What do you drink? Coke, soda or pop? Depending on where you live, you may call the carbonated, sugary drink a plethora of names. Many in South refer to the dark-bubbly syrup as “coke,” after Georgia pharmacist John Pemberton’s Coca-Cola drink, which was first invented on this day in 1886, in Atlanta, Georgia.
While serving as a lieutenant colonel in the Confederate army during the Civil War, Pemberton was slashed in the chest at the Battle of Columbus. To manage the pain, he began taking morphine pills excessively and soon became addicted to the drug, a common aliment for many Civil War veterans. Although his struggle with addiction was tragic and tormenting, he used his hardship to produced one of the world’s most popular drinks. Instead of accepting his defeat, the pharmacist from Georgia decided to invent a medicine to cure his addiction.
If his first recipe had been successful, you might be drinking, “Dr. Tuggle’s Compound Syrup of Globe Flower,” instead of coke.
Unfortunately, the main ingredient was derived from a toxic plant local in Georgia called the buttonbush. After failing to invent a successful medicine, Pemberton branched out to creating a different type of wine using the kola nut, an African fruit tree nut high in caffeine.
He labeled it “Pemberton’s French Wine Coca.” The main ingredients were cocaethylene (a drug combination of cocaine and alcohol) and French wine. He began marketing the substance to upper-class intellectuals as a cure-all for any mental exertion (in addition to a cure for morphine addiction).
For obvious reasons, the drink was extremely popular and addictive. By 1887, his French Wine was selling up for 720 bottles a day- highly successful for a small pharmacy in Atlanta!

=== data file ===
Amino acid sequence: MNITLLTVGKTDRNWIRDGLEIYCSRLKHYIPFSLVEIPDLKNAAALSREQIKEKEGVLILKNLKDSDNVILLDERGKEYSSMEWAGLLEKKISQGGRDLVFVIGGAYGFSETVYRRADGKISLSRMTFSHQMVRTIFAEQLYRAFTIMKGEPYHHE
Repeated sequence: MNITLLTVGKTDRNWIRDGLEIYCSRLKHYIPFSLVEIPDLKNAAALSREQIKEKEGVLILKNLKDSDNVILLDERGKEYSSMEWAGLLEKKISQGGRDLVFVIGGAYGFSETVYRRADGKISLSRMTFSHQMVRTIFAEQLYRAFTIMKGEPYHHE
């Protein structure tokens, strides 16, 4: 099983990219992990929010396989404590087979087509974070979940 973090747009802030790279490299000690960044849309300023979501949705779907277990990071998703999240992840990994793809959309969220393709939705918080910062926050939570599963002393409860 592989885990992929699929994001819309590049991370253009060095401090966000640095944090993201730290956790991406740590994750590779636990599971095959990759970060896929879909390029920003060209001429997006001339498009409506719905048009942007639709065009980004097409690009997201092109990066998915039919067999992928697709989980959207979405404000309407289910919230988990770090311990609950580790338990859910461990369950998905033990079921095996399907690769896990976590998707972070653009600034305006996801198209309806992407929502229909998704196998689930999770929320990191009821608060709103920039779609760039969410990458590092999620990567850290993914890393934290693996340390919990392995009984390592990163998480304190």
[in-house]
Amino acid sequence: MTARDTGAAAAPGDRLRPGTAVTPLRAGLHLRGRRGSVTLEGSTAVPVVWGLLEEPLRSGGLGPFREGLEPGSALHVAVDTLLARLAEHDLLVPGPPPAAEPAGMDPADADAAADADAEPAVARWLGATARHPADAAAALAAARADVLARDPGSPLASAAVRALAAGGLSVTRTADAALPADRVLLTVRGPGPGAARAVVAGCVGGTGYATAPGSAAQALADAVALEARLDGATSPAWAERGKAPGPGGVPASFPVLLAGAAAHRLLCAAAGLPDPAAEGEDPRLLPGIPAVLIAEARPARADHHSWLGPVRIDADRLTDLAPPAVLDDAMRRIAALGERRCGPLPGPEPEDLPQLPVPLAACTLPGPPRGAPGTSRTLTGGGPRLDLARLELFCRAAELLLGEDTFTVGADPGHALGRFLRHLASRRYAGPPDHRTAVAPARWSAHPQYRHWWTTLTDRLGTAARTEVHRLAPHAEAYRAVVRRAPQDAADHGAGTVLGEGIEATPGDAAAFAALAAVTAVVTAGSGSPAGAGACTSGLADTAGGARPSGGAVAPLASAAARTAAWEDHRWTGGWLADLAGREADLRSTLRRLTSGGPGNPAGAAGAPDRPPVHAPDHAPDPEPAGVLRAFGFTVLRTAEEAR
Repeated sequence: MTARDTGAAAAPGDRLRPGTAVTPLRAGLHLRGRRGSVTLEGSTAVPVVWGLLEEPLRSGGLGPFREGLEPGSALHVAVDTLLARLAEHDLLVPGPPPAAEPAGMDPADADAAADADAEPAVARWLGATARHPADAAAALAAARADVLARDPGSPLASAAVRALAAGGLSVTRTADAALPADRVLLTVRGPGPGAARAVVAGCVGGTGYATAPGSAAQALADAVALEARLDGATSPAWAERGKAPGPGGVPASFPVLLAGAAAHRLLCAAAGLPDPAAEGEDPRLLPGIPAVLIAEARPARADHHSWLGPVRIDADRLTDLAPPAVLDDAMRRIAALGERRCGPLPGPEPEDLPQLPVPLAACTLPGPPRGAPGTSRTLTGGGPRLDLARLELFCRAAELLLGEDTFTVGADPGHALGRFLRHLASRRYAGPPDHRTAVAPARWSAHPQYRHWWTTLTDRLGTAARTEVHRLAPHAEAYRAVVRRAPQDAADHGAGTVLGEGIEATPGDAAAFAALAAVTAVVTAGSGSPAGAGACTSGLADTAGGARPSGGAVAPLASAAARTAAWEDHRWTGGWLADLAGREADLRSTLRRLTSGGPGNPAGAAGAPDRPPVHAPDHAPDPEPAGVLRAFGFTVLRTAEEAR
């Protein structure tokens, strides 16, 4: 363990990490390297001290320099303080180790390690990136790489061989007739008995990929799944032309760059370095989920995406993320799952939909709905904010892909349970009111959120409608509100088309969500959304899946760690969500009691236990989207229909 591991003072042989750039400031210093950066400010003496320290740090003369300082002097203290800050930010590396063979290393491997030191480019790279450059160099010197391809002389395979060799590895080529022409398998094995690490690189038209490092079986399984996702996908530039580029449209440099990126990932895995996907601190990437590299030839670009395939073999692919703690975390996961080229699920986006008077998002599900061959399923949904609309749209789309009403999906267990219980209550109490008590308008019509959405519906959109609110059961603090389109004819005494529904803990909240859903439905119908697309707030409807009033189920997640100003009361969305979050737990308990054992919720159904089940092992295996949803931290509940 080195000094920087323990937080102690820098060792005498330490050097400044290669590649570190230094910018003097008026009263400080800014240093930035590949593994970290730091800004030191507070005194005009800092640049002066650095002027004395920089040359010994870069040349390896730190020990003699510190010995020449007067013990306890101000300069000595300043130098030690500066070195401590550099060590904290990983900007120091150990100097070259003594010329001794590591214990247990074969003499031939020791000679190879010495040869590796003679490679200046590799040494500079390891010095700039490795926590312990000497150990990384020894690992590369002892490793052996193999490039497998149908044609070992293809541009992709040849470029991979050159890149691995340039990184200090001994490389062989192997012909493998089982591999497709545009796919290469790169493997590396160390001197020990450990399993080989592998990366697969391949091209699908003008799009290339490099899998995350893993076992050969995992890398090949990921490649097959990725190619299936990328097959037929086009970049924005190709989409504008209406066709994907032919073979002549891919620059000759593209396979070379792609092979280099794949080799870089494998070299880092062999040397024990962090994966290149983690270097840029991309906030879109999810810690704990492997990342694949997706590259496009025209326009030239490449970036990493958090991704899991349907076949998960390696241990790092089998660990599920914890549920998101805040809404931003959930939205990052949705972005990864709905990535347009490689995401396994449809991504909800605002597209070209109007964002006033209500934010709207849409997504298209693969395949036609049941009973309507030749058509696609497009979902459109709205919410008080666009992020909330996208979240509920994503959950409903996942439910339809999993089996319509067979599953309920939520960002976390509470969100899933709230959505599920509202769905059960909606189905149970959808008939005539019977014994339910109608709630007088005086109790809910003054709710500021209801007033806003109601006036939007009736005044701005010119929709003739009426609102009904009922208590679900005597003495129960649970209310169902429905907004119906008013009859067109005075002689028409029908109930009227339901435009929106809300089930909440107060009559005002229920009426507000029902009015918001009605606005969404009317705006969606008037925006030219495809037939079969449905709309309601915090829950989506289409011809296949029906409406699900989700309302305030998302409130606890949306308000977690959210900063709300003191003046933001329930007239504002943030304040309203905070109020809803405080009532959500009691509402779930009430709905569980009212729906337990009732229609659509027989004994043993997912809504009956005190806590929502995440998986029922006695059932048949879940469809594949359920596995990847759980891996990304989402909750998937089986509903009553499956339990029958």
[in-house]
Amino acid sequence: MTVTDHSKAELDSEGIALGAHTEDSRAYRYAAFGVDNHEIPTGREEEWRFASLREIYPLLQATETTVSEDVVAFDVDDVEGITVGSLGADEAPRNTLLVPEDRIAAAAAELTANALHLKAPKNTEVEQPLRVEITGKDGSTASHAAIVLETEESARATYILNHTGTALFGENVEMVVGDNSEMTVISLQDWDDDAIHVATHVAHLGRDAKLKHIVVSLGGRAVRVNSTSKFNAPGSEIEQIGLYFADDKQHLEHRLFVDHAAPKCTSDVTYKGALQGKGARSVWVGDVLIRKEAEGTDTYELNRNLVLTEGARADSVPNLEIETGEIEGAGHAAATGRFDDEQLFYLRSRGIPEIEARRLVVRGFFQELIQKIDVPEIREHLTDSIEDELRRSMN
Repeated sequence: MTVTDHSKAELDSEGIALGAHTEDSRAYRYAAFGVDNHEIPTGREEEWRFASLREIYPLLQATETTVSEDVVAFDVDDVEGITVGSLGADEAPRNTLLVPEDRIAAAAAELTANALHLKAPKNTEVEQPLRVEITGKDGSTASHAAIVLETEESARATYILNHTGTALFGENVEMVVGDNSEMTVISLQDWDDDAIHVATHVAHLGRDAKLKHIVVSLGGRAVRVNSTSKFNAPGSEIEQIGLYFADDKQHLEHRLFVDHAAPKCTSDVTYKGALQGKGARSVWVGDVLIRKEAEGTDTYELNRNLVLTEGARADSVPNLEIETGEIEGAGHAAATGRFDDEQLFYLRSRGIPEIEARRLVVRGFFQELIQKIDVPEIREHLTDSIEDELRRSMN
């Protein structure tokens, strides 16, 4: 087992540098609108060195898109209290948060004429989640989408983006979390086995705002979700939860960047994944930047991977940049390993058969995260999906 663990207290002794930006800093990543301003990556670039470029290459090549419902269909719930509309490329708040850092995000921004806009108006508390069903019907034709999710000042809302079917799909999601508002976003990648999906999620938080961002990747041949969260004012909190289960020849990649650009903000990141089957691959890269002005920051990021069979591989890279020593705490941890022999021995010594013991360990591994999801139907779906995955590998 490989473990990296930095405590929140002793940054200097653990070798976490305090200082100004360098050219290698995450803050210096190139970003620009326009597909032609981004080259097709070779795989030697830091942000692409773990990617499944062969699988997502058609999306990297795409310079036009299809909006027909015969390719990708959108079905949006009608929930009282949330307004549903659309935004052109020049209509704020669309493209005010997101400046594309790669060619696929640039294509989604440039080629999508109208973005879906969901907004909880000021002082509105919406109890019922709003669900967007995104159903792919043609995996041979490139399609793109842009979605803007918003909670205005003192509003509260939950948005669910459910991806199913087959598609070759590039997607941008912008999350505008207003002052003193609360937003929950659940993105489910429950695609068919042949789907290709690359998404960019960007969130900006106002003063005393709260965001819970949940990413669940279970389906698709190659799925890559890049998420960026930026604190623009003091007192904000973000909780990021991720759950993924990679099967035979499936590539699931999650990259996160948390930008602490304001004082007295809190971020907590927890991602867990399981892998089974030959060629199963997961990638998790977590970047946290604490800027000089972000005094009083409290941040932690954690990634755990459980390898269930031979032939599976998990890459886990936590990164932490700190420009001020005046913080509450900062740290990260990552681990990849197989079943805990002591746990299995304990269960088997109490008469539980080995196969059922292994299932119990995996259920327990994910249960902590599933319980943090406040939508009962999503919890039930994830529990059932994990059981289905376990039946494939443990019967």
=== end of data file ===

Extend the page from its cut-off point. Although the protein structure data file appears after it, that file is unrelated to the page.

Business would soon come to an abrupt end, however, when in 1886, Atlanta passed temperance legislation, which banned the sale of alcohol. Creatively solving problems once again, Pemberton embarked on inventing a non-alcoholic version of his popular wine: Coca-Cola.
While working with his partner, Pemberton accidentally mixed the special French wine syrup with carbonated water resulting in a strange, bubbly drink. Upon first taste, Pemberton exclaimed that it was “delicious, refreshing, pure joy, exhilarating, invigorating!”
As suggested in the name, the first batch of Coca-Cola did contain cocaine, but not alcohol. At the time, doctors were not fully aware of the lethal effects of cocaine. In fact, many patented medicines used cocaine to cure a number of aliments and addictions.
Since Coco-Cola was first intended to be used as a medicine-wine, the original recipe called for nine milligrams of cocaine per glass! When doctors began to raise concerns about cocaine, Pemberton began to alter the ingredients to exclude the drug.
The new fountain drink was wildly successful. Although the drink did not cure his addiction to morphine as expected, it did give the world a new, fascinating, less-dangerous substance.
Unfortately, Pemberton did not live long enough to see his invention mesmerize the world. Before he died of stomach cancer less than two years later, he bequeathed his share of his company, The Coca-Cola Company, to his son, for he knew that his formula would “some day be a national drink.”
Little did he know, under the leadership of his successor Asa Chandler, Coca-Cola would become one of the most internationally recognized brands in the world. The struggling morphine addict had made the world a more refreshing place.